Even with a limited number of B-17 in service the USAAC was still determined to push its image of defenders of the coast. The best opportunity came in August 1937 when joint exercises were held off the Californian coast. The new remote controlled target of the US Navy, USS Utah, was to simulate a large fleet of two battleships, one carrier, and several other surface units. A large bombardment force was assembled including 30 B-10, 7 YB-17, and 4 B-18. An US Navy patrol wing of 30 planes under the command of Captain Ernst J. King provided reconnaissance and scouting for the fleet. During the first day of the exercise, 12 August poor weather hampered the operations but the Navy scout planes searched for the target. At 13:57 a Navy scout found the target duly relaying the position to headquarter. The Air Corps bombers took off after 16:03 and received tracking reports from Navy scouts during their flight, but were unable to find the USS Utah. According to King there was an error of one degree between the initial sighting report and the tracking reports. While the official USAF historian claimed that then there was no wonder that the bombers never found the ship the mistakes clearly illustrated the unreliability of search, report, and attack method and the kind of errors that could have happened in actual combat conditions. The exercise continued the day after with fog and bad weather still playing a critical role. The Utahwas located again but the exercise was interrupted and the target ship, at the time with crew, asked to move to a precise position for bombing exercise the day after. The Utah captain assumed no other activities were to take place. Still several YB-17s were able to locate her and attack her without the ship being able to perform any evasive action before the commencement of the bombing runs. Even in that condition the Utah proved no easy target. Her captain increased her speed and initiated several evasive manoeuvres.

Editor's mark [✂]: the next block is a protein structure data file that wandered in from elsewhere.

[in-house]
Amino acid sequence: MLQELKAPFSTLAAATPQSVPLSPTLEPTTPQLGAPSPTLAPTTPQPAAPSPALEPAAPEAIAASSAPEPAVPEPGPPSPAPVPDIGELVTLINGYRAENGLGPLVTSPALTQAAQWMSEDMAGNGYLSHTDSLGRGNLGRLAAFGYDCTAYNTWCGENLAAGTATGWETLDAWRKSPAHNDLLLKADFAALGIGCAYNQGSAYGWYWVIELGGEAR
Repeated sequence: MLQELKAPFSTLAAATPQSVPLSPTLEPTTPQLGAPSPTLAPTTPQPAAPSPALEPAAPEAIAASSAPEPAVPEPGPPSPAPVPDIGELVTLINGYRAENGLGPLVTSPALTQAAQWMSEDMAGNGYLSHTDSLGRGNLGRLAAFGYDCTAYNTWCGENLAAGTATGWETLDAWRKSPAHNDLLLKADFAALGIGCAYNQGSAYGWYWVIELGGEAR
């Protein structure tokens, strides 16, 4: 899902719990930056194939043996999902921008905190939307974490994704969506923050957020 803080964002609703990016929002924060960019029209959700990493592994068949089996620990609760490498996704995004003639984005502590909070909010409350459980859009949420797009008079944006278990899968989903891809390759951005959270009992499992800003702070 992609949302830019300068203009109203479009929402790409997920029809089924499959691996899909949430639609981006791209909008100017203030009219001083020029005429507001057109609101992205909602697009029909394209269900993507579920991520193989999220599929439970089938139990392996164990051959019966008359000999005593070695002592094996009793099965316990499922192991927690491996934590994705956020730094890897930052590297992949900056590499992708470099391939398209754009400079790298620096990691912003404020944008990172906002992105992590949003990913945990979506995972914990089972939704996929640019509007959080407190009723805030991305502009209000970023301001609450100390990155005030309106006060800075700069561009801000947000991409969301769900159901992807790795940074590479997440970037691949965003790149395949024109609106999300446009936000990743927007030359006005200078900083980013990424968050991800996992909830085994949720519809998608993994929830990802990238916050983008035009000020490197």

‘At 1147 planes started bombing from about 600 feet. Planes well within gun range during approach, and could have been subjected to heavy Anti-Aircraft fire. Ship started to make radical and irregular changes in course. At 1159 last plane dropped bombs. Total number of splashes observed was 50.Total number of hits on ship 3.’
The day after the ship was again ‘bombed’ with water filled bombs. Again Air Corps YB-17s bombed after the exercise had been suspended. Some of the USAAC officers accused the Navy to have ‘hidden’ the Utah in the fog, but the Air Corps Chief of Staff, General Andrews, who flew as a passenger in one of the YB-17s, was adamant that any enemy force would have tried to use adverse weather to cover its approach. Again joint exercises proved inconclusive. Hits scored were minimal compared to the number of bombs dropped and, considering the data coming from the USS Washington, did not appear to have been sufficient to have inflicted damage on a real armoured warship. Yet they confirmed the idea in several Air Corps officers that they were right in their advocacy of the use of heavy bombers against ships. The Air Corps agenda was further boasted by another spectacular stunt in May 1938. The Italian liner Rex was the target of a trio of B-17s that overflew her and dropped a message container when the ship was approximately 1,000 miles from New York. The event was staged with camera crews and journalists on board the bombers, the liner was cooperating providing continuous position reports and following a fixed course. While the B-17 proved their ability to fly over open ocean and their navigators, including 1stLieutenant Curtis E. Le May, displayed excellent skills the real feasibility of similar action in wartime was not addressed.
By December 1941, despite 20 years having passed from the sinking of the Ostfriesland there was no real evidence supporting the claims of the Air Corps.
While the Air Corps finally had a proper bombardment force equipped with effective machines the doctrine behind it had never been fully tested. The 1921 and 1922 test had been performed against old ships with relatively obsolete protection scheme. Furthermore no evidence was available that even the 2,000-pound demolition bombs had penetrated armoured decks. The only test performed against an up to date armour scheme were not comforting, but there is no evidence that the Air Corps was ever interested in the data coming from the Navy tests. As far accuracy was concerned, despite the adoption of the Norden bombsight, accuracy against moving targets had not improved in significant way. In addition no tests had been conducted with opposing fighters or real antiaircraft fire. Summing up the condition of the battle between bombers and battleship on the eve of the US entry in the Second World War the reasonable conclusion was that, despite progress and innovation, Air Corps doctrine rested on flimsy concepts. Only actual tests in combat could have provided reliable validation – and such a test was about to happen.